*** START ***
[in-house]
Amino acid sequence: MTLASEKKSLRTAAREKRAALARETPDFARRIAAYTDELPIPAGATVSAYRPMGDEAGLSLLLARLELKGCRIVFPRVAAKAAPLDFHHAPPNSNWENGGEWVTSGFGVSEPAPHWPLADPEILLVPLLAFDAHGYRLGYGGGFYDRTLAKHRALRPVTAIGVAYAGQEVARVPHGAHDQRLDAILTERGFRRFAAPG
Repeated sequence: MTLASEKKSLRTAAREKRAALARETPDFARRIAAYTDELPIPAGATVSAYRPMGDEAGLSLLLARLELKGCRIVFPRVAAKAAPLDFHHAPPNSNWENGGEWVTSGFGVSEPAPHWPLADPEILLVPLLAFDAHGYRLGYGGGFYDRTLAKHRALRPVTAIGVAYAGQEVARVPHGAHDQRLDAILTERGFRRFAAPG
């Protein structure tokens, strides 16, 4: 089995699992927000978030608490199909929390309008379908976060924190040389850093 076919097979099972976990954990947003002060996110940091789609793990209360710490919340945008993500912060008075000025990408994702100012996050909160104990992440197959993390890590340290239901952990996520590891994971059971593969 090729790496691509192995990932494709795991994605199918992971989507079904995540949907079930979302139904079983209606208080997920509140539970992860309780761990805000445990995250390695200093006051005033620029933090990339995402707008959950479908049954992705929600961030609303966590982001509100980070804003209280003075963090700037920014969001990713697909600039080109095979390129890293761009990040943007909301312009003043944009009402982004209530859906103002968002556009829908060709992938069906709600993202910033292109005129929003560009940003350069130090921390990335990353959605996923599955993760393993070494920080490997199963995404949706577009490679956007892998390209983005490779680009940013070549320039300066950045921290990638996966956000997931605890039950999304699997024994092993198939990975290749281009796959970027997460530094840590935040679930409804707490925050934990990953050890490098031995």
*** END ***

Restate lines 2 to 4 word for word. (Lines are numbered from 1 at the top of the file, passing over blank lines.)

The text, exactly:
Amino acid sequence: MTLASEKKSLRTAAREKRAALARETPDFARRIAAYTDELPIPAGATVSAYRPMGDEAGLSLLLARLELKGCRIVFPRVAAKAAPLDFHHAPPNSNWENGGEWVTSGFGVSEPAPHWPLADPEILLVPLLAFDAHGYRLGYGGGFYDRTLAKHRALRPVTAIGVAYAGQEVARVPHGAHDQRLDAILTERGFRRFAAPG
Repeated sequence: MTLASEKKSLRTAAREKRAALARETPDFARRIAAYTDELPIPAGATVSAYRPMGDEAGLSLLLARLELKGCRIVFPRVAAKAAPLDFHHAPPNSNWENGGEWVTSGFGVSEPAPHWPLADPEILLVPLLAFDAHGYRLGYGGGFYDRTLAKHRALRPVTAIGVAYAGQEVARVPHGAHDQRLDAILTERGFRRFAAPG
């Protein structure tokens, strides 16, 4: 089995699992927000978030608490199909929390309008379908976060924190040389850093 076919097979099972976990954990947003002060996110940091789609793990209360710490919340945008993500912060008075000025990408994702100012996050909160104990992440197959993390890590340290239901952990996520590891994971059971593969 090729790496691509192995990932494709795991994605199918992971989507079904995540949907079930979302139904079983209606208080997920509140539970992860309780761990805000445990995250390695200093006051005033620029933090990339995402707008959950479908049954992705929600961030609303966590982001509100980070804003209280003075963090700037920014969001990713697909600039080109095979390129890293761009990040943007909301312009003043944009009402982004209530859906103002968002556009829908060709992938069906709600993202910033292109005129929003560009940003350069130090921390990335990353959605996923599955993760393993070494920080490997199963995404949706577009490679956007892998390209983005490779680009940013070549320039300066950045921290990638996966956000997931605890039950999304699997024994092993198939990975290749281009796959970027997460530094840590935040679930409804707490925050934990990953050890490098031995």